Waters describes himself and Harris as a bridge between the “old-timers” who taught him the ropes and younger entrepreneurs who are taking up oyster farming using newer technologies like growing cages and seeding. That’s not all that has changed. The old rule of thumb to eat oysters only in months containing an R (which eliminates May, June, July and August) has fallen by the wayside, though Waters says deep water oysters are usually the best choice in the summer months. The state plays a stronger regulatory role these days, right down to tracking the Merlin’s movements; Waters welcomes the strict permitting and oversight, which helps keep the water clean and prevents overfishing.

In addition, although Waters spent the better part of his career selling the majority of his catch to wholesaler Connecticut Shellfish Company, the farm-to-table movement means he’s meeting some of the restaurateurs who, pre-COVID at least, were putting his oysters on their menus. Even though he and Harris only handle the oysters for six to eight hours once they’re harvested, he feels a certain pride of ownership. “I loved it when guys would come down and buy some here because you actually got to meet them, you know?” he says. “Otherwise, you don’t know. You just take the bags up and they’re gone.”

While sales matter, both Harris and Waters agree there’s another point to their business. Keeping their century-old commercial dock in operation sustains an important piece of Stony Creek history. “There used to be docks like this and buildings all around this cove, fish houses, when fishing was still viable, and we’re one of the few left,” Waters says. Their mission, he says, is to maintain “a real, an active place” and not “a theme park.”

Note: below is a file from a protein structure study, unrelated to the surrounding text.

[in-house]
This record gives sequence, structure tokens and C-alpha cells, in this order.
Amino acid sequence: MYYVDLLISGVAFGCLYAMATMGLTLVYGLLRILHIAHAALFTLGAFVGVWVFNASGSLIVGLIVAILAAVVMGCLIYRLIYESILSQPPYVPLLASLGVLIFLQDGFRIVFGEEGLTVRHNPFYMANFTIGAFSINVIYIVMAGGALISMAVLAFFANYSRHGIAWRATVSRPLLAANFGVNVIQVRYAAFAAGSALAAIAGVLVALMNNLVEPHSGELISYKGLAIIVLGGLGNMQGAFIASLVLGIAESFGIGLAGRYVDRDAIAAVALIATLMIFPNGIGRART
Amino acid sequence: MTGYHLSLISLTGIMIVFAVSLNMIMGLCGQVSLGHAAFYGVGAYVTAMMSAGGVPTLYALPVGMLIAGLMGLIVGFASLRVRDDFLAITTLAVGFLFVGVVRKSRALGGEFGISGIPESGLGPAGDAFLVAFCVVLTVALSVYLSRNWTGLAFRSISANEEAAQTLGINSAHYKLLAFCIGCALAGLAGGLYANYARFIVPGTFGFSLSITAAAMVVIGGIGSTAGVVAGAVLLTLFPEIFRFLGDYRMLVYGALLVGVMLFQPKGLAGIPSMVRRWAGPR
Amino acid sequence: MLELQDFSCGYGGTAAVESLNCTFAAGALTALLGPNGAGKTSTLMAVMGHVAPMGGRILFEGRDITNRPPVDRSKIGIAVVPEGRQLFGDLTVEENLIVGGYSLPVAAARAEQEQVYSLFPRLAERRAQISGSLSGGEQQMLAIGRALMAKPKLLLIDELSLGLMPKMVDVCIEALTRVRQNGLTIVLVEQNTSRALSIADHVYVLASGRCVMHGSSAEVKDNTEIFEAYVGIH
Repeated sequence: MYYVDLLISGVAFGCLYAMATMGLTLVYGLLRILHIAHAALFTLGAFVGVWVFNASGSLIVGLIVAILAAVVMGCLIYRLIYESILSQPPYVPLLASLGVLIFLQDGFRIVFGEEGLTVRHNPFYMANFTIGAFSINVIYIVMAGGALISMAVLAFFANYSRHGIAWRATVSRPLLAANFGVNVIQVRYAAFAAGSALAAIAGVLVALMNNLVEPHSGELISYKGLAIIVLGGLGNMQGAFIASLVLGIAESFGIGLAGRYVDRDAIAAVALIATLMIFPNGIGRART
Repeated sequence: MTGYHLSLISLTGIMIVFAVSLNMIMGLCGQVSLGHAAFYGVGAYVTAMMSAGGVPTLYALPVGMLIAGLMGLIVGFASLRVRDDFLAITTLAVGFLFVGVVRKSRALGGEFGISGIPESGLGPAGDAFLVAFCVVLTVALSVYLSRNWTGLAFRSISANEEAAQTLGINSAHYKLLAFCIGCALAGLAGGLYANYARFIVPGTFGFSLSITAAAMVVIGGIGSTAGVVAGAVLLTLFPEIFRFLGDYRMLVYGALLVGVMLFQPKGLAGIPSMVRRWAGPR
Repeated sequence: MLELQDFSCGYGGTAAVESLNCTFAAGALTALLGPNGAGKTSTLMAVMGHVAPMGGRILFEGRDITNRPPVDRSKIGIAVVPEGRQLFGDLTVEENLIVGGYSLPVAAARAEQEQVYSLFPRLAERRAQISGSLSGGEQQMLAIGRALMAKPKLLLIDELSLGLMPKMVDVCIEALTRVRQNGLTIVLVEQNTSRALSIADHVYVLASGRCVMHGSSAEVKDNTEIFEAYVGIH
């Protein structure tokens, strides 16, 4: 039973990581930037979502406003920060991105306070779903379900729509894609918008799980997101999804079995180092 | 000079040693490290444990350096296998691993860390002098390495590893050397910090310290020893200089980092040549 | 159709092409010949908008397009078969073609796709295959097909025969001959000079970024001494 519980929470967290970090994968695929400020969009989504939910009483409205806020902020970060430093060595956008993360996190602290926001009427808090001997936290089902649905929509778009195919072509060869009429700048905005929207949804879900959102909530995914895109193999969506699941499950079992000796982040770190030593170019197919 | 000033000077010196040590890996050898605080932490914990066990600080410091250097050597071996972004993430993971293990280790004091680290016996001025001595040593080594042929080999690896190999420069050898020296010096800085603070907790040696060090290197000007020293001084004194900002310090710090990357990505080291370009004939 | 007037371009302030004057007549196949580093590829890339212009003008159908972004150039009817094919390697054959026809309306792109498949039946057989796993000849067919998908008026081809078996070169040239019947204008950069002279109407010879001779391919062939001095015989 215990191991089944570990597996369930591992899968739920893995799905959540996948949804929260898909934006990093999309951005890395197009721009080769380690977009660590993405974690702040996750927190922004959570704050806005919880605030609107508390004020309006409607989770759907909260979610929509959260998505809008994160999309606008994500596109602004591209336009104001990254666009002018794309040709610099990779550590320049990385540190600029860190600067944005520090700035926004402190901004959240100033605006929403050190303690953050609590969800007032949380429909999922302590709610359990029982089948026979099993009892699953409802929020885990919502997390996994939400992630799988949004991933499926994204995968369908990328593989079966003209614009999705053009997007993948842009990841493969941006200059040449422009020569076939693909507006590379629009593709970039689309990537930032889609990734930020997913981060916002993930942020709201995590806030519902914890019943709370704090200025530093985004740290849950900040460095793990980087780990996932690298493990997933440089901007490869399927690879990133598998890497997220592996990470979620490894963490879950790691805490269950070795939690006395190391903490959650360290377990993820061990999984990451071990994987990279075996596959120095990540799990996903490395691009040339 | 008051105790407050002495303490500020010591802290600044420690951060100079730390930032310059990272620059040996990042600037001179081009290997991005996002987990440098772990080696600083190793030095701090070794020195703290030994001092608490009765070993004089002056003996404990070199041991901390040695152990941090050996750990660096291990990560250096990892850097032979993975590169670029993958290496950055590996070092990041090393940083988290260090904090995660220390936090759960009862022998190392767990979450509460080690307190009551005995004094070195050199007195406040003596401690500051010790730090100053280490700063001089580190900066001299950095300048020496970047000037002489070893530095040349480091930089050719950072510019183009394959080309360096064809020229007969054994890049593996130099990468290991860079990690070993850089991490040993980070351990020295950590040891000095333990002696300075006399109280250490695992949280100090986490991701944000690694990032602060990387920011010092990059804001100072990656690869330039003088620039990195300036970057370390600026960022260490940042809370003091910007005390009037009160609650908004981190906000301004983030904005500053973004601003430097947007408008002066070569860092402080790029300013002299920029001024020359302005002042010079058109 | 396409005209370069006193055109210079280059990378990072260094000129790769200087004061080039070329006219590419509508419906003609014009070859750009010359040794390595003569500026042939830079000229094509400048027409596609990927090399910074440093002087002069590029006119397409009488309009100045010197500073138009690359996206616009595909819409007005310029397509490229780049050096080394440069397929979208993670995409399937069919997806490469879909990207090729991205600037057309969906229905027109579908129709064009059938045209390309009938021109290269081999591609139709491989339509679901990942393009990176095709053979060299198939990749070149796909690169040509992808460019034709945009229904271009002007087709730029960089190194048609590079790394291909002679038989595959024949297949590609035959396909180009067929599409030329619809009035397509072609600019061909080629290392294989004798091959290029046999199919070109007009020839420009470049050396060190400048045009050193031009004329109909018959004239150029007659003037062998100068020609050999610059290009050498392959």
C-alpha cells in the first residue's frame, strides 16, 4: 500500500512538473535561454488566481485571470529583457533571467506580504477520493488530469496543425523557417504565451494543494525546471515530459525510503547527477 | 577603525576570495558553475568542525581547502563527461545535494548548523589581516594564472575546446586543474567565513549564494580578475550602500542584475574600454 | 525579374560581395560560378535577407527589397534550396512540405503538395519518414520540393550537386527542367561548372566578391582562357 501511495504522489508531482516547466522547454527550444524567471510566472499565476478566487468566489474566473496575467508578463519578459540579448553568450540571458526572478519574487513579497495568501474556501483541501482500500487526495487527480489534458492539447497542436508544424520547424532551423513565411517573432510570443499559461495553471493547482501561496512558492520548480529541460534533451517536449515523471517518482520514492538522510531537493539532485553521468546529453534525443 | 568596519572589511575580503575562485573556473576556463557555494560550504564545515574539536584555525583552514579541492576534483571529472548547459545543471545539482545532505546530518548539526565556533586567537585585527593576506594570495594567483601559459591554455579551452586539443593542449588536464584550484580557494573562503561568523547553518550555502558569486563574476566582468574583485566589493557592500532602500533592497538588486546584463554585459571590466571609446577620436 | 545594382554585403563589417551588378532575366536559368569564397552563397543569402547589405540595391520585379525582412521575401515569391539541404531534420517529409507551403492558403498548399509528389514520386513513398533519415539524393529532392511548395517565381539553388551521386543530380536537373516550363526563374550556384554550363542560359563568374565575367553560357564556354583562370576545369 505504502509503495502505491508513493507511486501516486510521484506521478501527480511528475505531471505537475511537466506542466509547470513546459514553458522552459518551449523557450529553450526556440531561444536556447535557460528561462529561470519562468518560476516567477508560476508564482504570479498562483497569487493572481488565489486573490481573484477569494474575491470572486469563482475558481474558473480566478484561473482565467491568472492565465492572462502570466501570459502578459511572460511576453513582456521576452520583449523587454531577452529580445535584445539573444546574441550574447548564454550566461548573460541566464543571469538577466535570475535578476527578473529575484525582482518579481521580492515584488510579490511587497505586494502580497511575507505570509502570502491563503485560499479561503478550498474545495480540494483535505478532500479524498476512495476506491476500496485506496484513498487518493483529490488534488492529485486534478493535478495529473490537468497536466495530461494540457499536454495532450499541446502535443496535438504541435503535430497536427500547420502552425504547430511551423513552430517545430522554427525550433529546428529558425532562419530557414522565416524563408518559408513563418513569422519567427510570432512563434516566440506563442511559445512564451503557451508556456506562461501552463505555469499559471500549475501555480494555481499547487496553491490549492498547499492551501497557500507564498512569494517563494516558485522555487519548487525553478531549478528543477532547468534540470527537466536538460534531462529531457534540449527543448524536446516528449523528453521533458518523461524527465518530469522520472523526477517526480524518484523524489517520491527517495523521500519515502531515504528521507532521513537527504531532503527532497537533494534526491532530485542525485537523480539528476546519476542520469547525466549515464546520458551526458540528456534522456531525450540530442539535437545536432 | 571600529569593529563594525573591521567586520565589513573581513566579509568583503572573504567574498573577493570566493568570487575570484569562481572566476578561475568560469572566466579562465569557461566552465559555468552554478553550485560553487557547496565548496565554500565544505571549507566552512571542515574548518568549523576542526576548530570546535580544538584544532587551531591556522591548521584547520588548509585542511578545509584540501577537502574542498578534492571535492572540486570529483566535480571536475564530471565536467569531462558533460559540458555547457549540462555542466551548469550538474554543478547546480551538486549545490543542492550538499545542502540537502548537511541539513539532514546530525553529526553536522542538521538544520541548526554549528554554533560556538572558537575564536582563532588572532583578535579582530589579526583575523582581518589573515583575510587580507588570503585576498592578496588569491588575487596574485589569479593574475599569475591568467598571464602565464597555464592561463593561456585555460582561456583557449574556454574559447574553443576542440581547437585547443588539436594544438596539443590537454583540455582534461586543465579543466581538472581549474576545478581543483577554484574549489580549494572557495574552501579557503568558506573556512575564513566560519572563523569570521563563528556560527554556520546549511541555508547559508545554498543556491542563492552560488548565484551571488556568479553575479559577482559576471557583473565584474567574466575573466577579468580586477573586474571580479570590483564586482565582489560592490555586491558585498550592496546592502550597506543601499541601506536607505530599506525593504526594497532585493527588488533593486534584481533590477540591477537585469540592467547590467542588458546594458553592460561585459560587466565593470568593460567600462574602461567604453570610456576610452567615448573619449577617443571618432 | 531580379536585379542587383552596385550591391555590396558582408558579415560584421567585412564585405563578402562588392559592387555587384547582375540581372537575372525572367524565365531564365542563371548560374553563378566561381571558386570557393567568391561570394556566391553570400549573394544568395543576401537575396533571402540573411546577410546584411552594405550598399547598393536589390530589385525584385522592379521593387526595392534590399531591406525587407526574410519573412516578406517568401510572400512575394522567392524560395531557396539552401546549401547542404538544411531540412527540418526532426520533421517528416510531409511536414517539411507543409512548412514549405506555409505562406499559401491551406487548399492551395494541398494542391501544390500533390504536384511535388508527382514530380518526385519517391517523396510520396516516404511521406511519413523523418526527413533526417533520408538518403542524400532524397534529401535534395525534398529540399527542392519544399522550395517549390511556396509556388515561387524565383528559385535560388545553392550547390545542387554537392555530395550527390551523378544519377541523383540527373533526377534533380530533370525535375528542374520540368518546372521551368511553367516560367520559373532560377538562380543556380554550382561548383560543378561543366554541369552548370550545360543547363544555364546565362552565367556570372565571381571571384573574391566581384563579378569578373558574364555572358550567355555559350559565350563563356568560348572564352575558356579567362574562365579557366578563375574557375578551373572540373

That mission can be a challenge. Oyster prices and demand ebb and flow, sometimes drastically. Hurricanes of the past decade have swamped the dock and flooded the fish house. A bout with cancer took Waters to the edge; he’s still recovering.

One way he did that was through his art. A few of his balanced geometrical pieces, like frames that focus the eye on the beauty of the seaside landscape, stand on the dock. So do their counterparts: rusty, twisted, “tortured” pieces he worked on while sick. “It was just my way of processing what had happened to me because it got really rough,” Waters says. “They’re emblematic of a time in my life, and that’s why they exist and why I keep them here.”

His latest work of art is the Merlin herself. Based on a Chesapeake Bay design—the bay and Long Island Sound share similar sea conditions—it took three years to build her with the help of Harris and a couple of other shipwrights. She’s “a small big boat” with a wheelhouse, three winches and a “spartan” cabin below. Waters monkeyed with her design in order to make her look proportional, which required lowering the wheelhouse. “It would have been a lot more practical if you didn’t have to step down every time you get in and out of it,” he admits, “but on the other hand, for me it was more important to have it look right.”

We’ve been talking for an hour, and the tide is going out. Waters steps into the Merlin’s wheelhouse and starts up the engine, churning up silt from the bottom of the cove. Time to move out to the mooring before the water gets any shallower. He gives a wave as he pulls away from the dock. Harris watches him go, then takes her seat in the shade of a canopy on the dock.

Does it ever get old, being out on the water or looking out at this priceless view, I wonder out loud?

Nope, Harris says. It doesn’t.

Written and photographed by Kathy Leonard Czepiel. Image 2 features Emilie Waters Harris with Jonathan Waters.